Eye-opening conversations like these could probably also happen at organized cultural forums or as part of the community's own day-to-day interactions with non-Arabs. But Al-Dabbagh sees sharing a meal as an even simpler entry point to fighting the Islamaphobic, anti-Muslim rhetoric that he sees being perpetuated in certain quarters.
When a half of a braised chicken and a bowl of Egyptian molokhia soup (or a helping of aromatic Saudi Arabian rice, for that matter) is in front of you, it's hard to ignore the universal appeal of delicious cuisine.
"[Food is] what breaks the ice," he says. "Just sitting there can be awkward, but once you start the conversation over food, it becomes easier. It's funny that that's what it takes, but it helps."
As the line for non-fasters snaked closer to the platters of food (Olive Tree serves traditional food of Lebanon, Syria, Egypt, Saudi Arabia, Iran and other Mideast countries), the tables filled with friends both old and new. They gabbed about everything from new jobs to local politics to the perils of having to drop for afternoon prayer in the middle of the street. A woman wearing a silky Burberry plaid head scarf said that living as a covered woman in Orange County was much easier than doing so in Florida, where she fielded stares and questions about her attire nearly every day.
Once everyone was served, patriarchs of the refugee families got up to speak. One arrived from Syria with his wife and five children only six months ago and said the language barrier was a significant challenge. Another, from Afghanistan, has been here for three years and was claiming asylum. Both were photographers and videographers back home; their wives had higher degrees in Arabic and Koranic studies.
Olive Tree co-owner Alan Abdo, who was streaming the whole thing via Facebook Live, told diners that if they needed anything, they should call, a reminder of how important a resource well-settled immigrant communities like Little Arabia are to new arrivals.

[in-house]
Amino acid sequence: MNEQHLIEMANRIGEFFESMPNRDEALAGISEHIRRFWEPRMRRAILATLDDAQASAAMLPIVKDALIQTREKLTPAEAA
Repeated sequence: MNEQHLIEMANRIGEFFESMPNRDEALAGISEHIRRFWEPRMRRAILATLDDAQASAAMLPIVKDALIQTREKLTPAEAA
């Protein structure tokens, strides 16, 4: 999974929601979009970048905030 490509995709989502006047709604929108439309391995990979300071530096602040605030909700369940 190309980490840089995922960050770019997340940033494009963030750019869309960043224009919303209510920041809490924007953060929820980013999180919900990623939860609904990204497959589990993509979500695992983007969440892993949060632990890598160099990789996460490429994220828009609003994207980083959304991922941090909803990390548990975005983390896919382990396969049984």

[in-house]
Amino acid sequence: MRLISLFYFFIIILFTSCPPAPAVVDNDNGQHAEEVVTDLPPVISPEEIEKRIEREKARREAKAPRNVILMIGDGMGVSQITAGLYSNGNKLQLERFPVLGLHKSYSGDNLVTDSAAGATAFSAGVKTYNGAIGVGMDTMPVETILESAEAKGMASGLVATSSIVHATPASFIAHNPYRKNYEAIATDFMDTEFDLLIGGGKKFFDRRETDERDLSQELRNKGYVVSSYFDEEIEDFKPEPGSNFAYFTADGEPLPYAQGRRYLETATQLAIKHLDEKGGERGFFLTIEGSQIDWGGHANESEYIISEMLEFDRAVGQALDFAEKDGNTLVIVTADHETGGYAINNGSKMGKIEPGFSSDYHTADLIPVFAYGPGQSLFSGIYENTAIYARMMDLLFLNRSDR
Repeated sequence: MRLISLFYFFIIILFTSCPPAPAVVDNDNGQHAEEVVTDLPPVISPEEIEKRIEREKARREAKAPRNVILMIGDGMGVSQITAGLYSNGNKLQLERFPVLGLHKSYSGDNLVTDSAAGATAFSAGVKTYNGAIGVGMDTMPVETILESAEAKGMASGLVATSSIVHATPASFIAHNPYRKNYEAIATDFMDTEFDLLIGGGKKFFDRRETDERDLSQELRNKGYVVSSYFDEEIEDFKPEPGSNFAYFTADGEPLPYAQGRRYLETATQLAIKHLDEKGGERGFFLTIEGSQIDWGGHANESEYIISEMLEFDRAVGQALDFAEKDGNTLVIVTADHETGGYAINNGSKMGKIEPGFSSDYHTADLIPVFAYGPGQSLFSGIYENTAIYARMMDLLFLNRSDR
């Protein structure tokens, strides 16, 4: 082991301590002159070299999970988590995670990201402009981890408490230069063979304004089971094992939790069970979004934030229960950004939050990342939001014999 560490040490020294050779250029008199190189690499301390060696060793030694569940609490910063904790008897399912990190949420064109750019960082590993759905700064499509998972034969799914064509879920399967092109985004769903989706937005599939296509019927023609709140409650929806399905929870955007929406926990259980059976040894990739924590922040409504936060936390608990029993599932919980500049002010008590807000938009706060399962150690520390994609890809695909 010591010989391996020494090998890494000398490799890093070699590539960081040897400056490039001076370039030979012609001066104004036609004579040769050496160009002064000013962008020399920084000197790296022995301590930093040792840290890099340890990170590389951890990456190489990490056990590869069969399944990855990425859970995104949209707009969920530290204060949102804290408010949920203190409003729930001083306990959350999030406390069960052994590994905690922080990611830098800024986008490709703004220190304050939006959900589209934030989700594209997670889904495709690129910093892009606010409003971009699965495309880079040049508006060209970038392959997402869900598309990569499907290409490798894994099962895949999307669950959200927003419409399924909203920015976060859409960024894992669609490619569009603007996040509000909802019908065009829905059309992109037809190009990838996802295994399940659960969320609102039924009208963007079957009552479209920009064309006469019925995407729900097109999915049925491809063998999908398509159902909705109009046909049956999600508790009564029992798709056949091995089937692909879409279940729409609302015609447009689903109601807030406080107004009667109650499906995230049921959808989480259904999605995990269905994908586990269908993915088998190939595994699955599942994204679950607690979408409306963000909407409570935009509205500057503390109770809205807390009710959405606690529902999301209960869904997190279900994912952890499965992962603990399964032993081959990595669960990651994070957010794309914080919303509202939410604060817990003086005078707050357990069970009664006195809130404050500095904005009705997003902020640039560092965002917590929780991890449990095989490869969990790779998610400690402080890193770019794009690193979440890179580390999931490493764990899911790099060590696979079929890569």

"To me, when I see these refugees, I don't want them to see me as an Arab. I want them to see me as an American," says Abdo, a Palestinian American who was born here and grew up in Fountain Valley. "That's why I put the American flag up. I wanted them to say, 'These are what Americans are.' I want them to know that if they need something, we're here to support."
With or without iftar buffets and the Arab American Civic Council's monthly Meal With a Refugee events, Olive Tree has long been a place where non-Arabs have flocked to for a taste of the complex food of the Middle East and a slice of its culture. Abdo himself has always had friends from all backgrounds, and many non-Arabs regularly visit his family's restaurant for his father's cooking and the effervescent personalities of the two men.
"People feel like this is their home kitchen. They feel comfortable here," he says of how he and his dad treat every customer like family. "It's part of our culture, and people see that and it opens them up. I know the whole world can't come here, but we're slowly chipping away at it. I mean, who doesn't want to eat good food?"